The games' visual design has come in for strong praise, depicting dark, fog-enshrouded, decaying environments enhanced by chilling (and very sudden) sound effects. Composer Akira Yamaoka has provided atmospheric and emotional music for the series, which ranges from melancholy piano solos to heavy rock pieces. Many fans and reviewers have referred to the Silent Hill games as among the most frightening ever made.
Silent Hill (1999)
Seven years ago Harry Mason and his wife found a baby by the road and adopted her as their own, naming her Cheryl. Though the wife soon passed away from a disease, Harry Mason continued to love Cheryl as his own daughter.
At the start of the game we find Harry Mason and Cheryl going to the town resort of Old Silent Hill for vacation. Strange events occur before they have even entered the town. A cop on a motorbike drives past and only moments later Harry sees the bike lying by the side of the road and the cop is nowhere in sight. Soon afterwards a figure suddenly appears on the road, Harry turns the car and slides off the road. When he regains consciousness Harry discovers that Cheryl is missing and he finds himself in the midst of the evil slowly engulfing Silent Hill, "a world of someone's nightmarish delusions come to life."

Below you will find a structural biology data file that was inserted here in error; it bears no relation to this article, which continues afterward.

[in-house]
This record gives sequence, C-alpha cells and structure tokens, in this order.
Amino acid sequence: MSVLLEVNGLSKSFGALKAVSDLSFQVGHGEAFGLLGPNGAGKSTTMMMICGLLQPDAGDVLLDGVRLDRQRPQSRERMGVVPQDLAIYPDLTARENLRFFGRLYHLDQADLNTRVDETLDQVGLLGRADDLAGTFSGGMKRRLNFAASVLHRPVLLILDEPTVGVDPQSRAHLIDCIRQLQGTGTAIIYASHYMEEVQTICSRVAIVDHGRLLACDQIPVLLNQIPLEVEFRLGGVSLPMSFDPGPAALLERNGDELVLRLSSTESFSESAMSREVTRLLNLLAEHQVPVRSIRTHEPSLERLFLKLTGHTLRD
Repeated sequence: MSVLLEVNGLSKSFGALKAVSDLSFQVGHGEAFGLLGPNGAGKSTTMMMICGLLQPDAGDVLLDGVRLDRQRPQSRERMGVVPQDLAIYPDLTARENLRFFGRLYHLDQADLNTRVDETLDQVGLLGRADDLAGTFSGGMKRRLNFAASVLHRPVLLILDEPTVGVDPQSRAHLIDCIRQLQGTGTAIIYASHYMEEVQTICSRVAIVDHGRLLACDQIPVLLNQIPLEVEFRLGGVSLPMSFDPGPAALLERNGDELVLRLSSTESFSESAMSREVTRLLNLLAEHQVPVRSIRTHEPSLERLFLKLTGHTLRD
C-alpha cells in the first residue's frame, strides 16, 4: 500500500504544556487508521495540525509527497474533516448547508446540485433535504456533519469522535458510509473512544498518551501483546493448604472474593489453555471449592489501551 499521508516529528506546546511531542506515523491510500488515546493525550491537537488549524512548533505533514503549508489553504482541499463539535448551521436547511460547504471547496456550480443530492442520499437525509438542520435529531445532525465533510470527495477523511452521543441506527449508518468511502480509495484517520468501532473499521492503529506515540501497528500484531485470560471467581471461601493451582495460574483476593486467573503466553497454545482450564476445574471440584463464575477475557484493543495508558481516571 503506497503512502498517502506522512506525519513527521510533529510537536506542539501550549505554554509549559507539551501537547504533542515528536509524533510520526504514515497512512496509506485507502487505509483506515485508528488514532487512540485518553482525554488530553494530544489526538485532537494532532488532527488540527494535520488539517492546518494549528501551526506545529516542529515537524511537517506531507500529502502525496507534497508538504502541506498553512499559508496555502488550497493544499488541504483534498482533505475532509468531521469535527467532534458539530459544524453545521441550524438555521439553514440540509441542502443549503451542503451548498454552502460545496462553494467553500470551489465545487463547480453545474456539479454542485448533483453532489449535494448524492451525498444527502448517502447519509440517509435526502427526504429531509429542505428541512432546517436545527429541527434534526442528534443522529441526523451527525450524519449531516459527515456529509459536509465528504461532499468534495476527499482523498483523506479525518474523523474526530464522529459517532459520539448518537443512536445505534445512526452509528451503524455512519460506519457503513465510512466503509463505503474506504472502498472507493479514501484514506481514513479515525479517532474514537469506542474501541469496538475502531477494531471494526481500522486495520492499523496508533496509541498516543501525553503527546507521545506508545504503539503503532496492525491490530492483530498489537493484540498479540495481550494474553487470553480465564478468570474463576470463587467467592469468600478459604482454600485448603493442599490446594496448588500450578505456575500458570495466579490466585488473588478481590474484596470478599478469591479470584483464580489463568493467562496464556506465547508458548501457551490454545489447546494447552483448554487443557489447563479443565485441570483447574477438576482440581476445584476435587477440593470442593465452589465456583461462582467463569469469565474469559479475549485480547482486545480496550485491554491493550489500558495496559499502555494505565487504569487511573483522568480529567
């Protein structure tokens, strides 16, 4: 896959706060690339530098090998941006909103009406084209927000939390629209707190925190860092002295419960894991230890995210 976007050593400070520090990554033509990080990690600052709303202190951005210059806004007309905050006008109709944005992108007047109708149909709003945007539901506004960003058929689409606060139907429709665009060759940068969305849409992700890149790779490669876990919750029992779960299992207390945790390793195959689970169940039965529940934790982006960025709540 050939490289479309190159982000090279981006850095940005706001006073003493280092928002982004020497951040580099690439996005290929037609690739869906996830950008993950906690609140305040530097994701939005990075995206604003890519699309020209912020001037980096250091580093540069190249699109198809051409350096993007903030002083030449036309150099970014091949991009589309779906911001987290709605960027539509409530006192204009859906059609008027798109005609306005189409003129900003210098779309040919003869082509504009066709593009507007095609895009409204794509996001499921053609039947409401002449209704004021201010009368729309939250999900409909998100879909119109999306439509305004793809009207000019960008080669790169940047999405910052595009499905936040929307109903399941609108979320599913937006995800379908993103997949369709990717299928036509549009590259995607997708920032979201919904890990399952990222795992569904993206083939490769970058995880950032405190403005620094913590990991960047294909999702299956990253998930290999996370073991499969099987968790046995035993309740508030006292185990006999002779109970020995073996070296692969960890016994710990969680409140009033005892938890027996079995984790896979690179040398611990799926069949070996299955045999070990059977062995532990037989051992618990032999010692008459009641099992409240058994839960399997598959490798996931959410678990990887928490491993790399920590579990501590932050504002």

Several easter eggs, hidden references and a large amount of pop-culture references can be found throughout the game. As an in-joke for horror fans, most of the town's streets in the first game are named after popular horror and suspense novelists, such as Ray Bradbury, Ira Levin, Robert Bloch, Dean Koontz and Richard Bachman (aka Stephen King). If you care to look carefully enough, the word "Redrum" can be seen written on a door in a street, referring directly to Stephen King's The Shining.
Silent Hill Play Novel (2001)
Released on Game Boy Advance only in Japan. The game featured a related and unrevealed plot in Silent Hill 1. An incomplete, visual translation can be found at Silent Hill Heaven A plot guide detailing the Boy Spring Scenario, in which you play Andy who lives in the house next to Harry and Cheryl Mason, can be found hereat Gamefaqs.
Silent Hill 2 (2001)